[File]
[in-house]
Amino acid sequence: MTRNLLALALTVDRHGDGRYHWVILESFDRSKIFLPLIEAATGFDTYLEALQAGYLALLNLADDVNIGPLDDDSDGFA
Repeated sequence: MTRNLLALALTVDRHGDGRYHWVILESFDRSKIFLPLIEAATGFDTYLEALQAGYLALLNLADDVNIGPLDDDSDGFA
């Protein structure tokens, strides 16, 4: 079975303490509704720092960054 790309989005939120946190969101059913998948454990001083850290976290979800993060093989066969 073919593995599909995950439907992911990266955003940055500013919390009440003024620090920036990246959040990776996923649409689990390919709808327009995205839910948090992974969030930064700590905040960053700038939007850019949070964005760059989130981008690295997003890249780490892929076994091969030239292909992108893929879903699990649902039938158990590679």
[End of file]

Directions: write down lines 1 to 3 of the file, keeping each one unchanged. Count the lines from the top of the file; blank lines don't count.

[in-house]
Amino acid sequence: MTRNLLALALTVDRHGDGRYHWVILESFDRSKIFLPLIEAATGFDTYLEALQAGYLALLNLADDVNIGPLDDDSDGFA
Repeated sequence: MTRNLLALALTVDRHGDGRYHWVILESFDRSKIFLPLIEAATGFDTYLEALQAGYLALLNLADDVNIGPLDDDSDGFA